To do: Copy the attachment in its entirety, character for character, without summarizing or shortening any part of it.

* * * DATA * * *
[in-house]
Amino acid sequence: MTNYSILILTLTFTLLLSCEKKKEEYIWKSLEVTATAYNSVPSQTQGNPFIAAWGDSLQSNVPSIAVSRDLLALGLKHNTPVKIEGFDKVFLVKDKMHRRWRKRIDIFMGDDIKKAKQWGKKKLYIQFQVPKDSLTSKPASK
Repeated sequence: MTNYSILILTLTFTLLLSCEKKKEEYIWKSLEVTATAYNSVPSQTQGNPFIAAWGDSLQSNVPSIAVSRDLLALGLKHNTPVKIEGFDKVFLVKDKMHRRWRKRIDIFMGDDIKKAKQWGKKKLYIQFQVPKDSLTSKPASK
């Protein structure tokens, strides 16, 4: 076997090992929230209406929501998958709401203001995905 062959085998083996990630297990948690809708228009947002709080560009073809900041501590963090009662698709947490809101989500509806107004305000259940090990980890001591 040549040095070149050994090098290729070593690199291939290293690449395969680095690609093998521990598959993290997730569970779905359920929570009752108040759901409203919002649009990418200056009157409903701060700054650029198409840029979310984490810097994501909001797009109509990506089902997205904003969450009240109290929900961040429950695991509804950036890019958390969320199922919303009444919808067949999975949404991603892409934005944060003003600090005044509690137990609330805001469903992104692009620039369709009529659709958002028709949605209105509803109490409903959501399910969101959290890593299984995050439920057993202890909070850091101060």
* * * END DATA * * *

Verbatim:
[in-house]
Amino acid sequence: MTNYSILILTLTFTLLLSCEKKKEEYIWKSLEVTATAYNSVPSQTQGNPFIAAWGDSLQSNVPSIAVSRDLLALGLKHNTPVKIEGFDKVFLVKDKMHRRWRKRIDIFMGDDIKKAKQWGKKKLYIQFQVPKDSLTSKPASK
Repeated sequence: MTNYSILILTLTFTLLLSCEKKKEEYIWKSLEVTATAYNSVPSQTQGNPFIAAWGDSLQSNVPSIAVSRDLLALGLKHNTPVKIEGFDKVFLVKDKMHRRWRKRIDIFMGDDIKKAKQWGKKKLYIQFQVPKDSLTSKPASK
């Protein structure tokens, strides 16, 4: 076997090992929230209406929501998958709401203001995905 062959085998083996990630297990948690809708228009947002709080560009073809900041501590963090009662698709947490809101989500509806107004305000259940090990980890001591 040549040095070149050994090098290729070593690199291939290293690449395969680095690609093998521990598959993290997730569970779905359920929570009752108040759901409203919002649009990418200056009157409903701060700054650029198409840029979310984490810097994501909001797009109509990506089902997205904003969450009240109290929900961040429950695991509804950036890019958390969320199922919303009444919808067949999975949404991603892409934005944060003003600090005044509690137990609330805001469903992104692009620039369709009529659709958002028709949605209105509803109490409903959501399910969101959290890593299984995050439920057993202890909070850091101060």